• Update: version (0.9.1) works without any problem on ver. 1903 from may 2019 May 27, 2019 at 2:33
  • 3
    cannot believe it is 2023, and it is still no native way to switch between specific workspace. has like no one requested it to their devs?
    – starcorn
    Feb 15, 2023 at 18:50

10 Answers 10


What you need is as follows:

  • Snapping window: WIN+LEFT or RIGHT (can be used with UP or DOWN to get into quadrants)
  • Switch to recent window: Alt+Tab (unchanged) – Hold shows new Task view window view, let go and switches to app.
  • Task view: WIN+Tab – New Task view opens up and stays open.
  • Create new virtual desktop: WIN+Ctrl+d
  • Close current virtual desktop: WIN+Ctrl+F4
  • Switch virtual desktop: WIN+Ctrl+LEFT or RIGHT
  • So the difference here is that you first must create the 2nd desktop with (WIN + CTRL + D), and then switch to it with (WIN + CTRL + RIGHT)
    – Geruta
    Jul 14, 2015 at 11:25
  • 38
    Still lacking a way to switch to a specific desktop with one shortcut (i.e. straight from desktop 1 to desktop 3)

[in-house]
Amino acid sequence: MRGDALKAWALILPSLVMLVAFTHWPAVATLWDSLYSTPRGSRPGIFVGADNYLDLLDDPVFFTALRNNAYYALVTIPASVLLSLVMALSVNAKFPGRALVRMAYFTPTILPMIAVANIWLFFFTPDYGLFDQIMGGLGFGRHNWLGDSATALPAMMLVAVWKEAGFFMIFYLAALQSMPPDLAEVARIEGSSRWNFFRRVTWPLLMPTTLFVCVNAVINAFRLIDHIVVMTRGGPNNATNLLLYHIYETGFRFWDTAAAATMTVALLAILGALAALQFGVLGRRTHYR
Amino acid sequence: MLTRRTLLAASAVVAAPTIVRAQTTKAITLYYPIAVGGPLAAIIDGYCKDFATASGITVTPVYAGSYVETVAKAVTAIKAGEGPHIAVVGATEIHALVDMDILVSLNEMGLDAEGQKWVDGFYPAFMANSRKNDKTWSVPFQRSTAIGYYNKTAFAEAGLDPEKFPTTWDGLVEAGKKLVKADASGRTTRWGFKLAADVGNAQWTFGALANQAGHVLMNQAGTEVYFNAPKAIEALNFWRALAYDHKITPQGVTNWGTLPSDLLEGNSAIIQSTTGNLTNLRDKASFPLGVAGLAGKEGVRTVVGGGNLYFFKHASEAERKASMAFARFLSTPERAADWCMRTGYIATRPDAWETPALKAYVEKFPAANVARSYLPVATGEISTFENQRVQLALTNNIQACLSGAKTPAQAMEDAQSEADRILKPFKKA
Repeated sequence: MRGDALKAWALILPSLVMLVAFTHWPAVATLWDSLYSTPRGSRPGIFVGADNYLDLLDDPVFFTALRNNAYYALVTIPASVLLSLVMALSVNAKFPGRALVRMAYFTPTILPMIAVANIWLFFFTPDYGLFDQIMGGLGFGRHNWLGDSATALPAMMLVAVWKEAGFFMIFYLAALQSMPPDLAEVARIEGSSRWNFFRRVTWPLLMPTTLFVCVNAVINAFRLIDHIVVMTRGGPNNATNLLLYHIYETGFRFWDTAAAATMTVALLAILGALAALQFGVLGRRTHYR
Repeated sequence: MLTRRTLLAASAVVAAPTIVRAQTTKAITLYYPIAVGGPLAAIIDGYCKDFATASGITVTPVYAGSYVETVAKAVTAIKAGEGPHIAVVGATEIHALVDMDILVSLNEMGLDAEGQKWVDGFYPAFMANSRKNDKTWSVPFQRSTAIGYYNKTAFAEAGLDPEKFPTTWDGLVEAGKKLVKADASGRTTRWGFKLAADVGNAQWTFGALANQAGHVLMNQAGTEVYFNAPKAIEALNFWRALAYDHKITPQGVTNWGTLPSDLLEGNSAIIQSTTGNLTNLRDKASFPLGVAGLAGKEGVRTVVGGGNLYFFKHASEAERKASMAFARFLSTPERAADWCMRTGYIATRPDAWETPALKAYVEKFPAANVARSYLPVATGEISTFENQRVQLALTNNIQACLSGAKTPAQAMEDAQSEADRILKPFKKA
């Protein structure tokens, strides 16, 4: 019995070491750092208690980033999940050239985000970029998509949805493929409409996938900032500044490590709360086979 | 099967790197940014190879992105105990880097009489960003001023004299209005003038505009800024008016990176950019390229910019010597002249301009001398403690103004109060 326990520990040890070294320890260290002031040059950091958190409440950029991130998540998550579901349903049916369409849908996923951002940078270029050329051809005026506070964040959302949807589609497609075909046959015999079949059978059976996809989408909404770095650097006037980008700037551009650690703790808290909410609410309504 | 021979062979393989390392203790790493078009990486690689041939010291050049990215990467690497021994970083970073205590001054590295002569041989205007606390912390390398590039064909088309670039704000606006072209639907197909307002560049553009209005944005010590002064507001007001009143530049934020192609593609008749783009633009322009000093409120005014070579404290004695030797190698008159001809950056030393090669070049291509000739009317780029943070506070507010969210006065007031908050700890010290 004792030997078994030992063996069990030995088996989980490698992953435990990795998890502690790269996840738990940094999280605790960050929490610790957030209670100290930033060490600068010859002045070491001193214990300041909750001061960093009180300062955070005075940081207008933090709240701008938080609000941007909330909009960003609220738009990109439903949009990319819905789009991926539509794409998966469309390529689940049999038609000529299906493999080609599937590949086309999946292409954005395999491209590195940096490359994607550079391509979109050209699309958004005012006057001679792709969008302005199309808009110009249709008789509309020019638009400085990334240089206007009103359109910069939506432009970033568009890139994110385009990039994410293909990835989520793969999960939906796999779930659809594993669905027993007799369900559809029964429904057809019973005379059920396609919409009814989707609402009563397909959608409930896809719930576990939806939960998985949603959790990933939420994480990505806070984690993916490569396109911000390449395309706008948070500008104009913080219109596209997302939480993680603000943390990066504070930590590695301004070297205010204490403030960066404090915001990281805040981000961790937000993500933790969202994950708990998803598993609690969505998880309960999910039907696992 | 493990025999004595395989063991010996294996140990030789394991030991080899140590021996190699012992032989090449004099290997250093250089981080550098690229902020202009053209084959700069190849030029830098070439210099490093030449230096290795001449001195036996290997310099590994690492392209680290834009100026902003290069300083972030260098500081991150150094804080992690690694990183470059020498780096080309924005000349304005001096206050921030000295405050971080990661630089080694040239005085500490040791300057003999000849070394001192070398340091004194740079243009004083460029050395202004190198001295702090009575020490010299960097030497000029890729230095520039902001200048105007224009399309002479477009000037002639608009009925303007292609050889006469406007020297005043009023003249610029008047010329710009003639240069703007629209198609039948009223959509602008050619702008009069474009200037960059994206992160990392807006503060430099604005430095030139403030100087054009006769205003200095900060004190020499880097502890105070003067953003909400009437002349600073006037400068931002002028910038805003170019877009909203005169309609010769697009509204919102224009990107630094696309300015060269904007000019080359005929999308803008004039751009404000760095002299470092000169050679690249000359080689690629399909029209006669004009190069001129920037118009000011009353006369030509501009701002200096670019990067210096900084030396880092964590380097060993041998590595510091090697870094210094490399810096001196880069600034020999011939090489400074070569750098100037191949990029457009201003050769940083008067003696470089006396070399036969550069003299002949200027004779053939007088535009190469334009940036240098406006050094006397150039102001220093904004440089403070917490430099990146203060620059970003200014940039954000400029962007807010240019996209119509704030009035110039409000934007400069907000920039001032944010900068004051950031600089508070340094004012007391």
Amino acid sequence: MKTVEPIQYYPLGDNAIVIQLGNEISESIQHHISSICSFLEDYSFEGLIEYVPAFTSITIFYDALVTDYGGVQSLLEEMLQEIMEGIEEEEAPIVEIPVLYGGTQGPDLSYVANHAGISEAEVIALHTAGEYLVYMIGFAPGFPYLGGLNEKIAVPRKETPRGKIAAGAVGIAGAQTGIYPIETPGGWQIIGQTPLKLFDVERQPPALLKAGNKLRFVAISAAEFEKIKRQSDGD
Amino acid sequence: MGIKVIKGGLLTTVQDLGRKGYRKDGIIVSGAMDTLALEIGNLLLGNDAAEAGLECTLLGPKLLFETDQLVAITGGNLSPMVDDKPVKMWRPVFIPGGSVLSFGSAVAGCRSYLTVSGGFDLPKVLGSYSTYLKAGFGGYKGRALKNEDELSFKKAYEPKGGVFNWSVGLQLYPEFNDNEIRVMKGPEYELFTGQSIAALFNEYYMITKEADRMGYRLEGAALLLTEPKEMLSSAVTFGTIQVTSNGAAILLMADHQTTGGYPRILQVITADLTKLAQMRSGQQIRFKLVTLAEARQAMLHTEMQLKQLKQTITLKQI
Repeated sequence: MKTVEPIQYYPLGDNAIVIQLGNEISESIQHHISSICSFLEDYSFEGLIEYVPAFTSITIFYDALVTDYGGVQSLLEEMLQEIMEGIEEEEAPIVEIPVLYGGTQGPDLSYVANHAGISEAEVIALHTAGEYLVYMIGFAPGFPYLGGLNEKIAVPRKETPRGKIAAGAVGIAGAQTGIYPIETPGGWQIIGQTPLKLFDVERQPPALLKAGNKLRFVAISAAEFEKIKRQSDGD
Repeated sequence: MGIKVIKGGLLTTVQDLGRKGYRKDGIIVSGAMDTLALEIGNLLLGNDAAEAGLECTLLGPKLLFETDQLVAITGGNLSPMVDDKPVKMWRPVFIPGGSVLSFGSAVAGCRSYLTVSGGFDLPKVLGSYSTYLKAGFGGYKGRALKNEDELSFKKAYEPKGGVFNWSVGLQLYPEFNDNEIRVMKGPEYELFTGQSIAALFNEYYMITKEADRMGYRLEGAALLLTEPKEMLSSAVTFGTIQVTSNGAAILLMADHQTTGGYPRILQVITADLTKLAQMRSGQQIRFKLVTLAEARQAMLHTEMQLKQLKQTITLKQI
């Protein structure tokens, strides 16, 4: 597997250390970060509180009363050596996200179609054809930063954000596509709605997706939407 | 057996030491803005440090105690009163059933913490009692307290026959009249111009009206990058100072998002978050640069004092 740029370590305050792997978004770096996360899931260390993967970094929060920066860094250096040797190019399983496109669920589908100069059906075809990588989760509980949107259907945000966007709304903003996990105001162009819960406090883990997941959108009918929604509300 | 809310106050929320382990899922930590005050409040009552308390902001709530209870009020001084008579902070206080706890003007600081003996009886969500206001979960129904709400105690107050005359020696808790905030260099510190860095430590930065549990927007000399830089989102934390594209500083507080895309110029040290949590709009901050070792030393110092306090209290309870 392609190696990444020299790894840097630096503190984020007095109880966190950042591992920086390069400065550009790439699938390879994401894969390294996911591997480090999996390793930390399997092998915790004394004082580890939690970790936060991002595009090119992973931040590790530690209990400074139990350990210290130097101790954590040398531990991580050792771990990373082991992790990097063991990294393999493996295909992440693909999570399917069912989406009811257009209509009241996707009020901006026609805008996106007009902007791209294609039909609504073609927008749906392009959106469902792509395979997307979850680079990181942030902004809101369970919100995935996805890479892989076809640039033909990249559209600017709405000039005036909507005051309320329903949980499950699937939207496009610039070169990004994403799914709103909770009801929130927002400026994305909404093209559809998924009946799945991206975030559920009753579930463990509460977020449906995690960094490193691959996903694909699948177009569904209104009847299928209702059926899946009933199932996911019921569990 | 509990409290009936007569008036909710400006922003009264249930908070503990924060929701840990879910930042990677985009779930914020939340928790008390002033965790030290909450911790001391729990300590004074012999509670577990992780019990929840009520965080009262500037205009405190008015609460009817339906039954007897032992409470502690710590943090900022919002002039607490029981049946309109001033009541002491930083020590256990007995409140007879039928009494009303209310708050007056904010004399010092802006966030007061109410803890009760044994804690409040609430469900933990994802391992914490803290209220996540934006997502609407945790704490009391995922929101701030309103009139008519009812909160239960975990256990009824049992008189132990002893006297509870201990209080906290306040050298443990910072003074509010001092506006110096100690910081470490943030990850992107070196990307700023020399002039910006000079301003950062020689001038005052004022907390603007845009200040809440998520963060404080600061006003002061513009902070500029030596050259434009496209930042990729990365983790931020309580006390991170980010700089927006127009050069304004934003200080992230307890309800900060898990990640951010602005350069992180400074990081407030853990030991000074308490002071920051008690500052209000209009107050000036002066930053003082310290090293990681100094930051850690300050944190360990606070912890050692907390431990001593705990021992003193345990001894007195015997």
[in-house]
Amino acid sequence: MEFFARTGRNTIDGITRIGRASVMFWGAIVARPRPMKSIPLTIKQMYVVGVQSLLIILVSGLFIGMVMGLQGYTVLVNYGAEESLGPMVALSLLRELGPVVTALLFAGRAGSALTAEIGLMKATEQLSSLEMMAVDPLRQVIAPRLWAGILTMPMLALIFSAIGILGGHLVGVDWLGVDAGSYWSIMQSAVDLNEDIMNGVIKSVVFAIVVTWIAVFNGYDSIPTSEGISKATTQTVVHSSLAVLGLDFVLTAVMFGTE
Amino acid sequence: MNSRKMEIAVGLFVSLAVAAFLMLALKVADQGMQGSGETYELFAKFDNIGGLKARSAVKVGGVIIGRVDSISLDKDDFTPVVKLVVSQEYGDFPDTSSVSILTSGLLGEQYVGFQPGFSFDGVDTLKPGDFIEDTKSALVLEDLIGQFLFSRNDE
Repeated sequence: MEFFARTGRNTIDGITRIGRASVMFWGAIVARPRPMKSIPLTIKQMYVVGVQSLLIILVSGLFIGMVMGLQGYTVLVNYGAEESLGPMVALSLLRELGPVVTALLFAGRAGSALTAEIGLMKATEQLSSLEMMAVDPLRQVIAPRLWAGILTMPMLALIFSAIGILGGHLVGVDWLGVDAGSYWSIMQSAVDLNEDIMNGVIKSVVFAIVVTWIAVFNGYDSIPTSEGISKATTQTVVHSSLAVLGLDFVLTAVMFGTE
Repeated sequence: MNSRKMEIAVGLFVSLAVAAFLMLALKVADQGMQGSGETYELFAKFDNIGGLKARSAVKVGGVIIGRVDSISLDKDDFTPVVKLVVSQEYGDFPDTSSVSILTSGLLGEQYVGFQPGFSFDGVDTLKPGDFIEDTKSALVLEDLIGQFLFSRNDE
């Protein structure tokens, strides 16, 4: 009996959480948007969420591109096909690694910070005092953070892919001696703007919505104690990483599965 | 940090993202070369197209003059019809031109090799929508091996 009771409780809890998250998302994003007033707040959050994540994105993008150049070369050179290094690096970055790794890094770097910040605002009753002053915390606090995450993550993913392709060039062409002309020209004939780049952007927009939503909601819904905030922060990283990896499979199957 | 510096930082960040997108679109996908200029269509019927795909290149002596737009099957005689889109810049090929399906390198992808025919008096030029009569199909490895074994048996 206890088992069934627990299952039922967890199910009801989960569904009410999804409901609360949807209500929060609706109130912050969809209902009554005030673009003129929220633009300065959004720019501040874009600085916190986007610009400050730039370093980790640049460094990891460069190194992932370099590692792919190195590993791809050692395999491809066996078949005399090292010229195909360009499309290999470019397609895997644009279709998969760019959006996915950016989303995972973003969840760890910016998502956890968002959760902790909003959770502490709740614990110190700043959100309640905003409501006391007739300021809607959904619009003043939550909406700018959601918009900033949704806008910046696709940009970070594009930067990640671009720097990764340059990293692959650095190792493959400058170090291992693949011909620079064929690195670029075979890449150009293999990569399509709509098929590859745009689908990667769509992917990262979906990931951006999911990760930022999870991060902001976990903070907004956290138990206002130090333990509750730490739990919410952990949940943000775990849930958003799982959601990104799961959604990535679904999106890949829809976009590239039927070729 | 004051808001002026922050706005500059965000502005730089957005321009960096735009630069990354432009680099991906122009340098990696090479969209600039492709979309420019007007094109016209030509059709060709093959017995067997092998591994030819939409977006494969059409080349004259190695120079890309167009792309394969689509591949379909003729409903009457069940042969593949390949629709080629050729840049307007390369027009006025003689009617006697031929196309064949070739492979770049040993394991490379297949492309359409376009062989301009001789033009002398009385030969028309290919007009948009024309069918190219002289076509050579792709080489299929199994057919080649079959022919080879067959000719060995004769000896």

– Cestarian
    Oct 29, 2015 at 17:57
  • Ufortunately, WIN CTRL RIGHT does not work on a Samsung Ativ 9+. LEFT does work, but there is no wrap around between e.g. 3 virtual desktops. Anyone with a better experience?
    – carl
    Sep 22, 2016 at 7:25
  • 16
    Downvoted for not answering the question: it asks how to change it, specifically to be able to use a desktop number to switch to.
    – Luc
    Aug 18, 2018 at 0:15
  • 7
    Downvoted for not answering the question. Apr 23, 2020 at 21:15

I think I just built exactly what you're looking for. I use a window manager on linux and wanted to use hotkeys in a similar way on Windows.


My script uses CapsLock because it's more convenient for me, but you could easily configure it to work for you. There's probably a bug or two in there but in general I've found it to be pretty solid. Hope this helps you out!

  • That script just works perfectly, after I commented out the last paragraph of the code. Thank you for sharing. I have made a pull request with the changes I made to the code.
    – David